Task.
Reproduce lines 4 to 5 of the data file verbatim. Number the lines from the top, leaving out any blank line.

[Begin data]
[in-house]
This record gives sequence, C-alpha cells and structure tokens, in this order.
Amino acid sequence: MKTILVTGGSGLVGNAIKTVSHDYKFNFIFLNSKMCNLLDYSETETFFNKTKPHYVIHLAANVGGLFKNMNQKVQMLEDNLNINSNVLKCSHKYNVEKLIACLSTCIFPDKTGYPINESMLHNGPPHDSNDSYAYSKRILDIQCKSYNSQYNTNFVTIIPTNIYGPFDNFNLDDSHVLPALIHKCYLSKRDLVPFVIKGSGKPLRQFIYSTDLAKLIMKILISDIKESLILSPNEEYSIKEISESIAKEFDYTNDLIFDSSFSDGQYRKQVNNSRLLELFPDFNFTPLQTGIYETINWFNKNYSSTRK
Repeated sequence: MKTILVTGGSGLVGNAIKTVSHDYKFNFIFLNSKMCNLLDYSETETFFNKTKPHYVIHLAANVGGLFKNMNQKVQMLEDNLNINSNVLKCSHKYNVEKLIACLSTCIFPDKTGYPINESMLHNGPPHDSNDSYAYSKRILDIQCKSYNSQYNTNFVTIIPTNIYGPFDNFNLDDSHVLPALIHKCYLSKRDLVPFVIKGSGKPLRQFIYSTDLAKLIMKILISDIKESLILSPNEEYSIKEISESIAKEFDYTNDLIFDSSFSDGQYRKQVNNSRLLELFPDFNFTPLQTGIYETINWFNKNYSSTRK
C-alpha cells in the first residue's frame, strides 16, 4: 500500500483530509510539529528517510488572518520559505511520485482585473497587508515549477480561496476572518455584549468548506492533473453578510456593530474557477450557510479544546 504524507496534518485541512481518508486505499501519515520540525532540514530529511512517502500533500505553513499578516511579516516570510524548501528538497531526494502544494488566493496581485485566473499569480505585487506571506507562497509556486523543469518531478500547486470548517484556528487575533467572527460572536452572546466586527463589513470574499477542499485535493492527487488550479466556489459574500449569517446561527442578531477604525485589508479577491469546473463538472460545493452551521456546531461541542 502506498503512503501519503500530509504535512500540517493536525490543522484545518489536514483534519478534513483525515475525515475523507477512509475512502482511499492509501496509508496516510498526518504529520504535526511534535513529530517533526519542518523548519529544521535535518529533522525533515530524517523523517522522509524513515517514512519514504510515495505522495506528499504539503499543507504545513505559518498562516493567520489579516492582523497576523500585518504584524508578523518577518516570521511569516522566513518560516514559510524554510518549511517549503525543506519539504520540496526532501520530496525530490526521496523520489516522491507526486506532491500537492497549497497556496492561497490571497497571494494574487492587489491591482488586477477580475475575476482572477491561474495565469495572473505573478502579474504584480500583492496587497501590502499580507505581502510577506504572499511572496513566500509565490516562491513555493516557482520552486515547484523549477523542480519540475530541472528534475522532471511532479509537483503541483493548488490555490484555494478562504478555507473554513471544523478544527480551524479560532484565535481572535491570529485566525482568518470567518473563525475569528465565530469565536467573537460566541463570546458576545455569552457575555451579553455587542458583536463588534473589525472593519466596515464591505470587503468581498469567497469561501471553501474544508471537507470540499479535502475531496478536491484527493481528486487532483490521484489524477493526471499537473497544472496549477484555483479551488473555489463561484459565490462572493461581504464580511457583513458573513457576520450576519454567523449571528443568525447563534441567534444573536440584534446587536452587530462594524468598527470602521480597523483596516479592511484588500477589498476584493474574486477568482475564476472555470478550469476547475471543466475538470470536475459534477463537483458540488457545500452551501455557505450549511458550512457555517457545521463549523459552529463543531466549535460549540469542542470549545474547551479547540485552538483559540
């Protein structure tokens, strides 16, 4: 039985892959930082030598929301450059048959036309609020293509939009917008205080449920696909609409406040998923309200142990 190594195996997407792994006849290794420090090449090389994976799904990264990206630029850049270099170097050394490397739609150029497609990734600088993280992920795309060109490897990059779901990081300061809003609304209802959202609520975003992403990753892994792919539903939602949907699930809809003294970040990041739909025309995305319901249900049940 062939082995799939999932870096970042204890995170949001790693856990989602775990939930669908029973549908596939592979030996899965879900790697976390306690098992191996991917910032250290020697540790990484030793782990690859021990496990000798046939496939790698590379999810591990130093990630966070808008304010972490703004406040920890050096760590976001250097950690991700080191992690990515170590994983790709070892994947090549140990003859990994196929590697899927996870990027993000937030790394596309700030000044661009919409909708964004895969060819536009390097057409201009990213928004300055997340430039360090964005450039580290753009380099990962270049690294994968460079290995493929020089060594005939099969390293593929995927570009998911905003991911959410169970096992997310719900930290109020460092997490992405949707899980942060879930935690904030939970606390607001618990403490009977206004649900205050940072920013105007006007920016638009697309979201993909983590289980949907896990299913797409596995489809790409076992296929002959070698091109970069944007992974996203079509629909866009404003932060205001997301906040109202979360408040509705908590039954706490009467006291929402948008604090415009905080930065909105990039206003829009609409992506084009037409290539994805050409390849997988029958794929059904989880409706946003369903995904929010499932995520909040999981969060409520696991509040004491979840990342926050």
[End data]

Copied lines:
Repeated sequence: MKTILVTGGSGLVGNAIKTVSHDYKFNFIFLNSKMCNLLDYSETETFFNKTKPHYVIHLAANVGGLFKNMNQKVQMLEDNLNINSNVLKCSHKYNVEKLIACLSTCIFPDKTGYPINESMLHNGPPHDSNDSYAYSKRILDIQCKSYNSQYNTNFVTIIPTNIYGPFDNFNLDDSHVLPALIHKCYLSKRDLVPFVIKGSGKPLRQFIYSTDLAKLIMKILISDIKESLILSPNEEYSIKEISESIAKEFDYTNDLIFDSSFSDGQYRKQVNNSRLLELFPDFNFTPLQTGIYETINWFNKNYSSTRK
C-alpha cells in the first residue's frame, strides 16, 4: 500500500483530509510539529528517510488572518520559505511520485482585473497587508515549477480561496476572518455584549468548506492533473453578510456593530474557477450557510479544546 504524507496534518485541512481518508486505499501519515520540525532540514530529511512517502500533500505553513499578516511579516516570510524548501528538497531526494502544494488566493496581485485566473499569480505585487506571506507562497509556486523543469518531478500547486470548517484556528487575533467572527460572536452572546466586527463589513470574499477542499485535493492527487488550479466556489459574500449569517446561527442578531477604525485589508479577491469546473463538472460545493452551521456546531461541542 502506498503512503501519503500530509504535512500540517493536525490543522484545518489536514483534519478534513483525515475525515475523507477512509475512502482511499492509501496509508496516510498526518504529520504535526511534535513529530517533526519542518523548519529544521535535518529533522525533515530524517523523517522522509524513515517514512519514504510515495505522495506528499504539503499543507504545513505559518498562516493567520489579516492582523497576523500585518504584524508578523518577518516570521511569516522566513518560516514559510524554510518549511517549503525543506519539504520540496526532501520530496525530490526521496523520489516522491507526486506532491500537492497549497497556496492561497490571497497571494494574487492587489491591482488586477477580475475575476482572477491561474495565469495572473505573478502579474504584480500583492496587497501590502499580507505581502510577506504572499511572496513566500509565490516562491513555493516557482520552486515547484523549477523542480519540475530541472528534475522532471511532479509537483503541483493548488490555490484555494478562504478555507473554513471544523478544527480551524479560532484565535481572535491570529485566525482568518470567518473563525475569528465565530469565536467573537460566541463570546458576545455569552457575555451579553455587542458583536463588534473589525472593519466596515464591505470587503468581498469567497469561501471553501474544508471537507470540499479535502475531496478536491484527493481528486487532483490521484489524477493526471499537473497544472496549477484555483479551488473555489463561484459565490462572493461581504464580511457583513458573513457576520450576519454567523449571528443568525447563534441567534444573536440584534446587536452587530462594524468598527470602521480597523483596516479592511484588500477589498476584493474574486477568482475564476472555470478550469476547475471543466475538470470536475459534477463537483458540488457545500452551501455557505450549511458550512457555517457545521463549523459552529463543531466549535460549540469542542470549545474547551479547540485552538483559540